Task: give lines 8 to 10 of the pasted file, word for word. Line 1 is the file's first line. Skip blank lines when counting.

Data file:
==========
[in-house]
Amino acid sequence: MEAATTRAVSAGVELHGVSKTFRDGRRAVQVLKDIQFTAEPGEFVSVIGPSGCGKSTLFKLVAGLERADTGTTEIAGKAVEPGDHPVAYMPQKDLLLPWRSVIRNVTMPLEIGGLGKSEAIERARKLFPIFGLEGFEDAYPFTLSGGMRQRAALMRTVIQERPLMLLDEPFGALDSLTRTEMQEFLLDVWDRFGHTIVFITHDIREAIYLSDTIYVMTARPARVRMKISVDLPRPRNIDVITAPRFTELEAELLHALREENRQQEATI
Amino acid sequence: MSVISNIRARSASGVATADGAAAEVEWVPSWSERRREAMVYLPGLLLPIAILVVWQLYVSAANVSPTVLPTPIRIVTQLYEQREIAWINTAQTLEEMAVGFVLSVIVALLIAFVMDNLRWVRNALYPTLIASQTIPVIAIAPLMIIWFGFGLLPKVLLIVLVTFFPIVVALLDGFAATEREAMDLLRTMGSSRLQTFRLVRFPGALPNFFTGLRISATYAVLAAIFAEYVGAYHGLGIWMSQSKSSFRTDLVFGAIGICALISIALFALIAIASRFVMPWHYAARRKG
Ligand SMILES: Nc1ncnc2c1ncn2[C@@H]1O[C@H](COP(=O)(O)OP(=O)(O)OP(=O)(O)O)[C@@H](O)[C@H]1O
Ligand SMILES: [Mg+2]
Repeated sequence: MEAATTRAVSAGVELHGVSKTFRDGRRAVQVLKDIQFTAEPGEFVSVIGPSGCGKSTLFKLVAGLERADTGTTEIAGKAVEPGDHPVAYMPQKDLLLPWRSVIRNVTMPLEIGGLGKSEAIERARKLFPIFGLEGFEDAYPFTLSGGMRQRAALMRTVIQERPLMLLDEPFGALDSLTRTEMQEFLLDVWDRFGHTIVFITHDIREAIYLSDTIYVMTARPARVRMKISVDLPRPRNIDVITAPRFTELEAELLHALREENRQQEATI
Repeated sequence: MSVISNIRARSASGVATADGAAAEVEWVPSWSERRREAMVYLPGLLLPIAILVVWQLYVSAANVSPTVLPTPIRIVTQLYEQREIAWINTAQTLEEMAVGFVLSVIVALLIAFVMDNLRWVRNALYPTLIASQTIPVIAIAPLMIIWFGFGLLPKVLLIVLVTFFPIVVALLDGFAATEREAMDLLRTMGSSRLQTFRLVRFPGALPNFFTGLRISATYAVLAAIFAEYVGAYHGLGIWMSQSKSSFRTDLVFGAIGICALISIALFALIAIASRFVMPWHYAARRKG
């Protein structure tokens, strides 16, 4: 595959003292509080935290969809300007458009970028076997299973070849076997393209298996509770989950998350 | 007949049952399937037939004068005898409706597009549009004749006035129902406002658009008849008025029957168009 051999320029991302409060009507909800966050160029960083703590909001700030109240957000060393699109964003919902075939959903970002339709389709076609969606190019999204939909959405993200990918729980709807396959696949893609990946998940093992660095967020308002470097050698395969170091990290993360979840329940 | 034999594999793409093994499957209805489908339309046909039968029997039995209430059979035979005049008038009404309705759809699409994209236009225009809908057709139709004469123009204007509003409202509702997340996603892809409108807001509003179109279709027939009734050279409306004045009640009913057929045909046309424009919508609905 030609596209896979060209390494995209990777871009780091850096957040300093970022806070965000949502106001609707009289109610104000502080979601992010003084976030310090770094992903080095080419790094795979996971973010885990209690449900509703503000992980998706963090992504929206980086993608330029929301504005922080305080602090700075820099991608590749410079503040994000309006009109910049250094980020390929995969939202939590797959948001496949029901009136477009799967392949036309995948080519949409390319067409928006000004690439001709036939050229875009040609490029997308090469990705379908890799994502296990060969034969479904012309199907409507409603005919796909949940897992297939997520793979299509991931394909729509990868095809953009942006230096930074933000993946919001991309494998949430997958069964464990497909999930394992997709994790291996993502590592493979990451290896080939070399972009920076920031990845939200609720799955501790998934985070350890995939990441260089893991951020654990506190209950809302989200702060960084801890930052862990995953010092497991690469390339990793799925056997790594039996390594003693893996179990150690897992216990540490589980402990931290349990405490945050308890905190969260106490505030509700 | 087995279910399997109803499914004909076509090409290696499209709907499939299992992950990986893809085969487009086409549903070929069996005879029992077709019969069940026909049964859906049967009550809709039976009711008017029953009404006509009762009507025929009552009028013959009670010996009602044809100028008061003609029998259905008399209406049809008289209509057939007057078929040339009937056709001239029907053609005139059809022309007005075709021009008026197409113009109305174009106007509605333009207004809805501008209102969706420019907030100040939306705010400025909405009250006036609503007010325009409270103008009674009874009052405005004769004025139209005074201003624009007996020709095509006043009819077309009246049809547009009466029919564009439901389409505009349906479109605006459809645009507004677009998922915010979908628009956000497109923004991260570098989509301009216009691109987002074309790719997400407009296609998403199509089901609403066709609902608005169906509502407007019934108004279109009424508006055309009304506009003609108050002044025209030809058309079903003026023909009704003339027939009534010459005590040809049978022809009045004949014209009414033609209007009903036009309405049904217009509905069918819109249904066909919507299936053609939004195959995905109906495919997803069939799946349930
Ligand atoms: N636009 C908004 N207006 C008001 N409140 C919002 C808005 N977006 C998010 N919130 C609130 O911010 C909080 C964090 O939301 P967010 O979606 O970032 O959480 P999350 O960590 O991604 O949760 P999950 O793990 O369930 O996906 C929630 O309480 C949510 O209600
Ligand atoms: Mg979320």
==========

């Protein structure tokens, strides 16, 4: 595959003292509080935290969809300007458009970028076997299973070849076997393209298996509770989950998350 | 007949049952399937037939004068005898409706597009549009004749006035129902406002658009008849008025029957168009 051999320029991302409060009507909800966050160029960083703590909001700030109240957000060393699109964003919902075939959903970002339709389709076609969606190019999204939909959405993200990918729980709807396959696949893609990946998940093992660095967020308002470097050698395969170091990290993360979840329940 | 034999594999793409093994499957209805489908339309046909039968029997039995209430059979035979005049008038009404309705759809699409994209236009225009809908057709139709004469123009204007509003409202509702997340996603892809409108807001509003179109279709027939009734050279409306004045009640009913057929045909046309424009919508609905 030609596209896979060209390494995209990777871009780091850096957040300093970022806070965000949502106001609707009289109610104000502080979601992010003084976030310090770094992903080095080419790094795979996971973010885990209690449900509703503000992980998706963090992504929206980086993608330029929301504005922080305080602090700075820099991608590749410079503040994000309006009109910049250094980020390929995969939202939590797959948001496949029901009136477009799967392949036309995948080519949409390319067409928006000004690439001709036939050229875009040609490029997308090469990705379908890799994502296990060969034969479904012309199907409507409603005919796909949940897992297939997520793979299509991931394909729509990868095809953009942006230096930074933000993946919001991309494998949430997958069964464990497909999930394992997709994790291996993502590592493979990451290896080939070399972009920076920031990845939200609720799955501790998934985070350890995939990441260089893991951020654990506190209950809302989200702060960084801890930052862990995953010092497991690469390339990793799925056997790594039996390594003693893996179990150690897992216990540490589980402990931290349990405490945050308890905190969260106490505030509700 | 087995279910399997109803499914004909076509090409290696499209709907499939299992992950990986893809085969487009086409549903070929069996005879029992077709019969069940026909049964859906049967009550809709039976009711008017029953009404006509009762009507025929009552009028013959009670010996009602044809100028008061003609029998259905008399209406049809008289209509057939007057078929040339009937056709001239029907053609005139059809022309007005075709021009008026197409113009109305174009106007509605333009207004809805501008209102969706420019907030100040939306705010400025909405009250006036609503007010325009409270103008009674009874009052405005004769004025139209005074201003624009007996020709095509006043009819077309009246049809547009009466029919564009439901389409505009349906479109605006459809645009507004677009998922915010979908628009956000497109923004991260570098989509301009216009691109987002074309790719997400407009296609998403199509089901609403066709609902608005169906509502407007019934108004279109009424508006055309009304506009003609108050002044025209030809058309079903003026023909009704003339027939009534010459005590040809049978022809009045004949014209009414033609209007009903036009309405049904217009509905069918819109249904066909919507299936053609939004195959995905109906495919997803069939799946349930
Ligand atoms: N636009 C908004 N207006 C008001 N409140 C919002 C808005 N977006 C998010 N919130 C609130 O911010 C909080 C964090 O939301 P967010 O979606 O970032 O959480 P999350 O960590 O991604 O949760 P999950 O793990 O369930 O996906 C929630 O309480 C949510 O209600
Ligand atoms: Mg979320």